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    Home »  News »  National News

    Three senior members of Quebec provincial police under investigation


    Quebec Public Security Minister Stephane Bergeron reads a statement of an inquiryon three Quebec provincial police top brass, Wednesday, Dec. 12, 2012 at the legislature in Quebec City. THE CANADIAN PRESS/Jacques Boissinot

    QUEBEC - The Quebec government has announced that it will investigate three top members of the provincial police for possible criminal activity.

    Public Safety Minister Stephane Bergeron said the senior officials being targeted are suspected of improperly using of a special-operations fund, in what would be the latest in a string of ethics controversies to rock the province.

    That fund is intended for investigative operations, like paying informants. But Bergeron said people drew from it to pay severance packages and also a consultant who had been barred from receiving government contracts because of his tax troubles.

    Bergeron said that fund is also supposed to be rigorously accounted for and he said that didn't necessarily happen in this case.

    Speaking in Quebec City, the minister told a news conference Wednesday that the activities in question could be a criminal offence for fraud and breach of trust.

    "The alleged facts are extremely troubling," Bergeron said.

    "I'm well aware of the tumult this will cause."

    Bergeron said he has created a special task force to investigate, comprising mostly retired police officers. He says he had to take that step because the legislature has yet to adopt a bill that would create a special-investigation unit in the province.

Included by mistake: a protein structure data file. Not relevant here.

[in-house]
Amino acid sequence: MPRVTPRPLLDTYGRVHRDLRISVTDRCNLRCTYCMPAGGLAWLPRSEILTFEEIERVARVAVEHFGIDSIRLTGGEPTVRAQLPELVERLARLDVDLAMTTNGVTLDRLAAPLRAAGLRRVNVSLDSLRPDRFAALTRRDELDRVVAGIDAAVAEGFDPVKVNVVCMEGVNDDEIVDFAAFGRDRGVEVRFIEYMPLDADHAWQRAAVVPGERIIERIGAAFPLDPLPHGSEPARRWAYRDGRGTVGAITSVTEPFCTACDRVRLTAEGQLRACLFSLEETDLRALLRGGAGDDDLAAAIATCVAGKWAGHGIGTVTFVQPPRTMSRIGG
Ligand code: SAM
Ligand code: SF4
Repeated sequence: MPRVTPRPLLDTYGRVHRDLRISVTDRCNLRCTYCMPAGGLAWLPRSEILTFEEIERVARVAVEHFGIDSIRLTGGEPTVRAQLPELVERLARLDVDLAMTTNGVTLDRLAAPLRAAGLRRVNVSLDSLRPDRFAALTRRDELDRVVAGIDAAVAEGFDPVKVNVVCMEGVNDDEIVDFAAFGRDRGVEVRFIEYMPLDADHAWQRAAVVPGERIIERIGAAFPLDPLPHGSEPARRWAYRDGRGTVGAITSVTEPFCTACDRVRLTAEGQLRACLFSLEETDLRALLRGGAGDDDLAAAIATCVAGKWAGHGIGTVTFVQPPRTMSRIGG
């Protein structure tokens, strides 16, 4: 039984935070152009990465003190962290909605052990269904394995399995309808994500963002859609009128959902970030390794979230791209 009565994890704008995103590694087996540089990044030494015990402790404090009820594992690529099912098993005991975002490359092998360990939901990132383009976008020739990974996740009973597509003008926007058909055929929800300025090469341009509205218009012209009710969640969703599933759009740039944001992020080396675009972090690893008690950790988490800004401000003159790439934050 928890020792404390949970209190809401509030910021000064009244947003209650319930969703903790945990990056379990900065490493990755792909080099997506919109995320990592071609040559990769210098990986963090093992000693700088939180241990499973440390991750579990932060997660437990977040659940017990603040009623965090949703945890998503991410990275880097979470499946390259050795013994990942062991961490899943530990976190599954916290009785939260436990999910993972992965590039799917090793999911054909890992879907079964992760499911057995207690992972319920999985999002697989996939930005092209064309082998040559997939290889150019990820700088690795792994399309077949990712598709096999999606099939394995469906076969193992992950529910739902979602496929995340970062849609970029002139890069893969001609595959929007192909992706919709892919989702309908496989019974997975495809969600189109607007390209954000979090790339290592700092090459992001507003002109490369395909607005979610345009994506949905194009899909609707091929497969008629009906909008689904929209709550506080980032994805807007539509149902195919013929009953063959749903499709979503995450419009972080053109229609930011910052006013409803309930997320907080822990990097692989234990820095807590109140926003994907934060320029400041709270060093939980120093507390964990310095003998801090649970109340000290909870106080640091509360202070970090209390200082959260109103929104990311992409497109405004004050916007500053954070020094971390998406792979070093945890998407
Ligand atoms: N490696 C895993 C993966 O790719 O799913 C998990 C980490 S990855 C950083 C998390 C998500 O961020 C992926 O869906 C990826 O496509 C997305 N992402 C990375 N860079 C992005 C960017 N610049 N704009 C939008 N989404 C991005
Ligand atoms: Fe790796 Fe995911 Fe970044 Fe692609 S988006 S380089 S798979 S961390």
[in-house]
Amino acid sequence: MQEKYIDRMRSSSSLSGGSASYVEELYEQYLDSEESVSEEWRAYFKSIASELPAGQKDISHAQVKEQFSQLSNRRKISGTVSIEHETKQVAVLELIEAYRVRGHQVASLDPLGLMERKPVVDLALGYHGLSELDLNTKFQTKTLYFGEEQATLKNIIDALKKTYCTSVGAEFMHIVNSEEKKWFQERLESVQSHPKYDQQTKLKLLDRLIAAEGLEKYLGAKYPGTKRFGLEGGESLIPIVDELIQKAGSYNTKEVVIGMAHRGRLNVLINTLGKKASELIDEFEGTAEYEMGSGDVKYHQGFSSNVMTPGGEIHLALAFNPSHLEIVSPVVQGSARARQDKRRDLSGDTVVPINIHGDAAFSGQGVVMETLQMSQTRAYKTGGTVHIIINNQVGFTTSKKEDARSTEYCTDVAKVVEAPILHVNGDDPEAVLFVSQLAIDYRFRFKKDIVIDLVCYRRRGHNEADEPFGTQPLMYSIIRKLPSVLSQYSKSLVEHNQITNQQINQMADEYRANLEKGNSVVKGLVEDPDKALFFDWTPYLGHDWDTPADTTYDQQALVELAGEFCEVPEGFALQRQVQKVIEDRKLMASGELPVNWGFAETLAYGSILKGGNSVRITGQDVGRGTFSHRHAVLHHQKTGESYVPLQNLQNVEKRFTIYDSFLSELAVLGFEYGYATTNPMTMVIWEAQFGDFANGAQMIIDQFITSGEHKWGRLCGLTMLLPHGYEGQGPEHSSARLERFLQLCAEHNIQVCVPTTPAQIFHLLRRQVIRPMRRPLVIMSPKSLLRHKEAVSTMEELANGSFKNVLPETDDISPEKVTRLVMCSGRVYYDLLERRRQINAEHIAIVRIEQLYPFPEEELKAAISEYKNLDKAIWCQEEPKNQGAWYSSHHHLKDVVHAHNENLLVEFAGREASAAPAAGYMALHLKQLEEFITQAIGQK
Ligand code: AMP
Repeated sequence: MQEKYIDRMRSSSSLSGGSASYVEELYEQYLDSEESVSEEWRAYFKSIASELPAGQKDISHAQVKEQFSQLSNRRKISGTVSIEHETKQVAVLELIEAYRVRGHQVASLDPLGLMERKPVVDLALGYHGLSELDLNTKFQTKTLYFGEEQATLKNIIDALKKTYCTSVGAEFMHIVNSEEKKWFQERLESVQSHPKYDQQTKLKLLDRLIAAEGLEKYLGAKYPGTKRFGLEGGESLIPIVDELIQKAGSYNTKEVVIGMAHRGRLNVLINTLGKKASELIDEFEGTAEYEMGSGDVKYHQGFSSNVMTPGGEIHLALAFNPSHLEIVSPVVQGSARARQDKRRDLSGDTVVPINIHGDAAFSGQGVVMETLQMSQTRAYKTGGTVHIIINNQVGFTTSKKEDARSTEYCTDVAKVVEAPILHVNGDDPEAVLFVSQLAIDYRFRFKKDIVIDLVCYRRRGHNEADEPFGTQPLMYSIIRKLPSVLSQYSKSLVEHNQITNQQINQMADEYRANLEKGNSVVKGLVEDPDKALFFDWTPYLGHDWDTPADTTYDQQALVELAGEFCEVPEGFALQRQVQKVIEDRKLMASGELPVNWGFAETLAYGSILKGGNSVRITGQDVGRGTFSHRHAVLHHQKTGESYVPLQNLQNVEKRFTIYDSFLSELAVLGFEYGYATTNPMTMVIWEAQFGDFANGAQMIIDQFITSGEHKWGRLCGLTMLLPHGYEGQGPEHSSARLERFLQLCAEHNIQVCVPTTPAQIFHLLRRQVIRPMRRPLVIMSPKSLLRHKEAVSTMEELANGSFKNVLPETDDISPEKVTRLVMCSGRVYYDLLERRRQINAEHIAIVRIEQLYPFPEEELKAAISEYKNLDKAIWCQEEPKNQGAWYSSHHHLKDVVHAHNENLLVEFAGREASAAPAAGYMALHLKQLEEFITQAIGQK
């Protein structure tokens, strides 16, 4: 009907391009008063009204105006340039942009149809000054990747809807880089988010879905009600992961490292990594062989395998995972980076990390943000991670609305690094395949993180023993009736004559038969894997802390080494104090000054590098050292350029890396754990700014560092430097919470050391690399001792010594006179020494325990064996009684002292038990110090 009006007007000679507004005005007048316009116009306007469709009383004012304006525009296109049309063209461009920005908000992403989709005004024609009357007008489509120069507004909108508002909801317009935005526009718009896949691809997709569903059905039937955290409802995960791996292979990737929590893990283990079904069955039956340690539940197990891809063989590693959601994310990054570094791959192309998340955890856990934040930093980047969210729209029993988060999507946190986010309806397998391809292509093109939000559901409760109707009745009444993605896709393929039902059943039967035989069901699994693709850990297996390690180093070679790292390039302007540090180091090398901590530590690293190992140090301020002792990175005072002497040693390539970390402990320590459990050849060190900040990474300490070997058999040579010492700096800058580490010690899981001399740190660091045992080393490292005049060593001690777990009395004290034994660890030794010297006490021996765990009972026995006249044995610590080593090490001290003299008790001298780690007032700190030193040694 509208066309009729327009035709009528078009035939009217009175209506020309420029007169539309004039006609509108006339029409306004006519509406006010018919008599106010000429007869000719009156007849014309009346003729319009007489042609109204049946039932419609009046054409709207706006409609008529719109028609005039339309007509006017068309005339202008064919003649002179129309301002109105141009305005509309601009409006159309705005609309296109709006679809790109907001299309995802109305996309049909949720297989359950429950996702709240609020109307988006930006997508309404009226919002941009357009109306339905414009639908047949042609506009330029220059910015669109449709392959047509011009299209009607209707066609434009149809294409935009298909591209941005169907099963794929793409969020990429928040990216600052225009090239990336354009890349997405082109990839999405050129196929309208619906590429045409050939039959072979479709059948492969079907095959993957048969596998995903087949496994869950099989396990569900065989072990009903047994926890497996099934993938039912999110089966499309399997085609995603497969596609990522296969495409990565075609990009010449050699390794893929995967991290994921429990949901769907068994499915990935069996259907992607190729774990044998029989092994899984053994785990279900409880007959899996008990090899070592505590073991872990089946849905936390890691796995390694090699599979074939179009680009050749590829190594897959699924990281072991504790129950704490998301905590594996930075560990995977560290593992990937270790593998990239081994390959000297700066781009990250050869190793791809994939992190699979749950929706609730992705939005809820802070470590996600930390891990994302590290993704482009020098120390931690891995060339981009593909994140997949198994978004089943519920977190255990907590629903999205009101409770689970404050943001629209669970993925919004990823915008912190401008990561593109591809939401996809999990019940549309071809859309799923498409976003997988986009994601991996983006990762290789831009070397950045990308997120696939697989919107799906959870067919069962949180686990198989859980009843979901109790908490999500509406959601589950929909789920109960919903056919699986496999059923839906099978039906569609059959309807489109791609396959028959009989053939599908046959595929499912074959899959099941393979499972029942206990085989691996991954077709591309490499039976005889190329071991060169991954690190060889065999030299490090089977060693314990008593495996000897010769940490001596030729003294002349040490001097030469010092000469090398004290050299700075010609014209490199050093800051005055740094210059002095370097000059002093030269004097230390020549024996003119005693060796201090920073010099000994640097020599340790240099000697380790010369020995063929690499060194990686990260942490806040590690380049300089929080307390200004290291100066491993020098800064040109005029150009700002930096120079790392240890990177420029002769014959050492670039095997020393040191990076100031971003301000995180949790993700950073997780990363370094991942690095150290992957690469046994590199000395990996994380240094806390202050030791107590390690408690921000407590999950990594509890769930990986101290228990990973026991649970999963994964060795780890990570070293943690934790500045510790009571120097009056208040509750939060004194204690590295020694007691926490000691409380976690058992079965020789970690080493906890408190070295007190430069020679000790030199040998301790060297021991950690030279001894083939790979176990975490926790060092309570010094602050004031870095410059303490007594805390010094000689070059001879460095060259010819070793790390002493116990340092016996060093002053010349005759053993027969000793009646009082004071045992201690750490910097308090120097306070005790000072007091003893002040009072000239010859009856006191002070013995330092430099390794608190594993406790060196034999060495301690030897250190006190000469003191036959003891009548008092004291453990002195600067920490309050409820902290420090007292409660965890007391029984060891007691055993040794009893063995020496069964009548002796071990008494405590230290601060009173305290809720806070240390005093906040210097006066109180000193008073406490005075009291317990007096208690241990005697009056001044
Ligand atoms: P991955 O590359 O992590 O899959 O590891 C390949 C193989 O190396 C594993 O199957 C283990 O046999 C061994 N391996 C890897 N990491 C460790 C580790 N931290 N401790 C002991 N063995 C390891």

He said those being investigated have been suspended, with pay. While he did not mention their names at Wednesday's news conference, media reports did identify the three high-ranking suspects.

    Bergeron said the behaviour was uncovered when the newly elected PQ government replaced the head of the provincial police force.

    The new administration was tasked with finding cost savings and uncovered those irregularities during the process, Bergeron said.

    He used the case as an example of his new government's commitment to ethics.

    "This shows that nobody regardless of rank or status is above the law," Bergeron said.

    The new director general of the Quebec provincial police, Mario Laprise, was touted for his competence when he was appointed in October.

    Even the opposition Liberals' public safety critic, former provincial cop Robert Poeti, touted his competence although he was quoted at the time describing the new top cop as a well-known Parti Quebecois sympathizer.

    Poeti criticized the PQ government for replacing the police boss soon after taking office, and warned that such a move could unduly politicize the force and send it "back 50 years."

    On Wednesday, Poeti agreed that the allegations appeared serious.

    "When people have an important management role they need to follow the rules," the Liberal critic said.


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